SRINAGAR, India — Anti-India rebels in Indian-controlled Kashmir on Friday killed two police officers in an attack in the disputed region's main city, officials said. Elsewhere in the Himalayan region, three suspected rebels and a policeman were killed in two gun battles.
The violence came a day after diplomats from more than 20 countries stationed in India's capital concluded a two-day visit to the region.
Police said militants sprayed bullets at two policemen near a police station in Srinagar city. Both died later at a hospital.
A short video of the attack circulated on social media shows a man in a pheran, a Kashmiri tunic worn during the winter, taking out what appears to be an automatic rifle and shooting at the policemen. He then quickly runs away.
Police and soldiers searched the area and later detained a young man for questioning.
No rebel group immediately claimed responsibility for the attack.
In a separate incident, a gunfight erupted shortly after scores of counterinsurgency police and soldiers launched an operation late Thursday in a village in southern Shopian district following a tip that three militants were there, Inspector-General Vijay Kumar said.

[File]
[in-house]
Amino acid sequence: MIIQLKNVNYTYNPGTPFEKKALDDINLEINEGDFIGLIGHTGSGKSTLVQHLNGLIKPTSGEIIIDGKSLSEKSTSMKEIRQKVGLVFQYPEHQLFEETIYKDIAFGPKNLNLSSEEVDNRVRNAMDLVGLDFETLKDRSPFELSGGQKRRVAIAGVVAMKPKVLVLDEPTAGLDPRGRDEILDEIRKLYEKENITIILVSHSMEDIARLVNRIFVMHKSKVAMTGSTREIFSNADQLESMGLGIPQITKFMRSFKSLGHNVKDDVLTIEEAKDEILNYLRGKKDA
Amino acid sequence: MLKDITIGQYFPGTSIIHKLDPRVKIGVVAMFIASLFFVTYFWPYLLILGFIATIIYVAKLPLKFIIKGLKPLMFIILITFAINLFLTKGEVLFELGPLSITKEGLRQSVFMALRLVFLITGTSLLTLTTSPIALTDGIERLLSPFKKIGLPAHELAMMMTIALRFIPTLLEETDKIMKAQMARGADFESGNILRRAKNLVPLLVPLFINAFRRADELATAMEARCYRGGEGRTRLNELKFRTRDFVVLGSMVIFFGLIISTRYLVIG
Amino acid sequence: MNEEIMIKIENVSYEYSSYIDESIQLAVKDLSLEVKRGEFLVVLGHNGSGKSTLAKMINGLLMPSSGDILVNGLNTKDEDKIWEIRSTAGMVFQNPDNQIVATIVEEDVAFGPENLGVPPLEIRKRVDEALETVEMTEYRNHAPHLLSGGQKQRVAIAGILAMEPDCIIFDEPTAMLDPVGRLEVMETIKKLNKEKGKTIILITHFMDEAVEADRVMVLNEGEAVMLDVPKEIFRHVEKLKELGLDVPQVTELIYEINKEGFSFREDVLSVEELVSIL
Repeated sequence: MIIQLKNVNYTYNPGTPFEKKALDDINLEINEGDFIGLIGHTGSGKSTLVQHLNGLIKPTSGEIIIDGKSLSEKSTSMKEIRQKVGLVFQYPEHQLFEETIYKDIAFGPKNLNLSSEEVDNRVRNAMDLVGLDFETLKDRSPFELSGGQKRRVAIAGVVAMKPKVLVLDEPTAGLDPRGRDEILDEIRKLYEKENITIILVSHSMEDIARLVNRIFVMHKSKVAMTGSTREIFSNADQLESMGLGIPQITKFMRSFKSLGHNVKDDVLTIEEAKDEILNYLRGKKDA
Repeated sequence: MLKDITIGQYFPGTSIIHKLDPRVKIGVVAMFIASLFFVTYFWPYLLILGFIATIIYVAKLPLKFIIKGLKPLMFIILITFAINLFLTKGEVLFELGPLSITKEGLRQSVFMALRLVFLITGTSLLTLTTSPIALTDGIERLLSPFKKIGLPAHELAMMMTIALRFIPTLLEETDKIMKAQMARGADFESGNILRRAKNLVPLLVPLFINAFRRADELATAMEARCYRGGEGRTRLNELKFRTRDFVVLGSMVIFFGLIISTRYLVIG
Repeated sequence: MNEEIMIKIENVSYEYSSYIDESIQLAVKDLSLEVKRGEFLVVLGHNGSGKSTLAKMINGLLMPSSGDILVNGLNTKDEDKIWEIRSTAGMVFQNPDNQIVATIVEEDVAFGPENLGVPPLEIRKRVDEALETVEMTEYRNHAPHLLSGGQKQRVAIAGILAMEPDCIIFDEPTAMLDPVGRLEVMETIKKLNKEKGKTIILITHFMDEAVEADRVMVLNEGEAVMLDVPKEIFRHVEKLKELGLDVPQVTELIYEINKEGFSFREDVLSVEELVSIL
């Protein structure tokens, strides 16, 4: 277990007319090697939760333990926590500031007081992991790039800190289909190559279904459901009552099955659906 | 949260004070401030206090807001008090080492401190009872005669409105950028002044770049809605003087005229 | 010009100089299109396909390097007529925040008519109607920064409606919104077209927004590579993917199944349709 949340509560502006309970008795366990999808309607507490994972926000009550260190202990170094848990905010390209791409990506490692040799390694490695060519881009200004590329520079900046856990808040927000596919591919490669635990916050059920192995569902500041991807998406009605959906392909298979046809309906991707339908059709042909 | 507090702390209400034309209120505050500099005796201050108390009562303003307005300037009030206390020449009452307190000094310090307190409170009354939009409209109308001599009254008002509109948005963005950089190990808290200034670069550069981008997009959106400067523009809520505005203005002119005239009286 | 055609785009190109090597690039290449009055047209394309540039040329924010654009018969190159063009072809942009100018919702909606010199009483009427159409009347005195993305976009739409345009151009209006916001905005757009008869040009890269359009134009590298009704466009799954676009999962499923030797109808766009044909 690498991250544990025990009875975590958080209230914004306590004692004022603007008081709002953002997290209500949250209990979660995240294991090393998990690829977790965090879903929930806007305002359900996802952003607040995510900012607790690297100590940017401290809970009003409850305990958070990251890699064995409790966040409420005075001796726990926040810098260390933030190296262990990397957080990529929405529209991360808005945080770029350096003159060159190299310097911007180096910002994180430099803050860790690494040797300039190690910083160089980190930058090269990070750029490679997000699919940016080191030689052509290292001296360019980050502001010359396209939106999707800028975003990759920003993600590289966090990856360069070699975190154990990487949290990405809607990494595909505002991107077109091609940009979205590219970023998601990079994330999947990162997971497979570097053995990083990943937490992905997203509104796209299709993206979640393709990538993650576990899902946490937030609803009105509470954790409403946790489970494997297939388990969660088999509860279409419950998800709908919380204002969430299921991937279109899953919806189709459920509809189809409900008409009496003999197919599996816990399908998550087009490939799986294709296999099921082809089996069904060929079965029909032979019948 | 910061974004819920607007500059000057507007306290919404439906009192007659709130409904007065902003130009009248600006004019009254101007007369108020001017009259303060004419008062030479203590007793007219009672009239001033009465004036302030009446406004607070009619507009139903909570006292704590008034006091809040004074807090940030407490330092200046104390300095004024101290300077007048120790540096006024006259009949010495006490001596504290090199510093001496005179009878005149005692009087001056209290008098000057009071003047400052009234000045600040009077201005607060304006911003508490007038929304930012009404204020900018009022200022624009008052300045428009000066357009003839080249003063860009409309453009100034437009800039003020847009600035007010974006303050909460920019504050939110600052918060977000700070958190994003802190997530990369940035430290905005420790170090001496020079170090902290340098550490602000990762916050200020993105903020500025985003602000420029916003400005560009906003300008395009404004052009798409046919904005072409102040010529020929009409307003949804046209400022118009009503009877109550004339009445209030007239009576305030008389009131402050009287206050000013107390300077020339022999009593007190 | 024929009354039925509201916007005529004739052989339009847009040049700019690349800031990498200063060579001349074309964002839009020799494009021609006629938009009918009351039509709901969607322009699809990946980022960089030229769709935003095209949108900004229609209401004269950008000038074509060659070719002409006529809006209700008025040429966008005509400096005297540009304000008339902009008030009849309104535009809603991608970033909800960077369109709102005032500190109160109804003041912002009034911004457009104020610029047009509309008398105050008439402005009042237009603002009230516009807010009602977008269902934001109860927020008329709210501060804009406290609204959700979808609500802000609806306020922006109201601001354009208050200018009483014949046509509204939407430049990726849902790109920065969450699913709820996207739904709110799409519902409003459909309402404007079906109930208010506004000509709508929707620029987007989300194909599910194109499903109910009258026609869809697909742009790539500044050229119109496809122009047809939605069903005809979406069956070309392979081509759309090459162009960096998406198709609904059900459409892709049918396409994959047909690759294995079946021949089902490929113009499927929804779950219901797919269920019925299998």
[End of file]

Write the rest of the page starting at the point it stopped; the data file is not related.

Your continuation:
All three were killed in an exchange of gunfire early Friday, Kumar said. He said police recovered two rifles and a pistol.
Residents said government forces used explosives to blast a civilian house during the fighting, a common tactic by Indian troops in Kashmir.
In another gunbattle, militants killed a policeman and injured another in western Beerwah area early Friday, Kumar said.
Mohammed Akbar Nath, a local resident in Beerwah, said Indian troops ransacked his home and detained his four sons after the incident.
Meanwhile, hundreds participated in the funeral of three police officials at their native villages later Friday.
However, authorities buried the bodies of three suspected militants in a remote mountainous graveyard. Under a policy started in 2020, Indian authorities have buried scores of Kashmiri rebels in unmarked graves, denying their families proper funerals. The policy has added to widespread anti-India anger in the disputed region.
Authorities say the policy is aimed at stopping the spread of the coronavirus, but rights activists and residents say the government ignores such protocols for its fallen combatants and is an attempt to avoid large funerals that fuel more resentment against India.
Both India and Pakistan claim the divided territory of Kashmir in its entirety. Many Muslim Kashmiris support the rebel goal that the territory be united either under Pakistani rule or as an independent country.
New Delhi describes the Kashmir militancy as Pakistan-sponsored terrorism. Pakistan denies the charge, and most Kashmiris consider it a legitimate freedom struggle.
Tens of thousands of civilians, rebels and government forces have been killed in the conflict.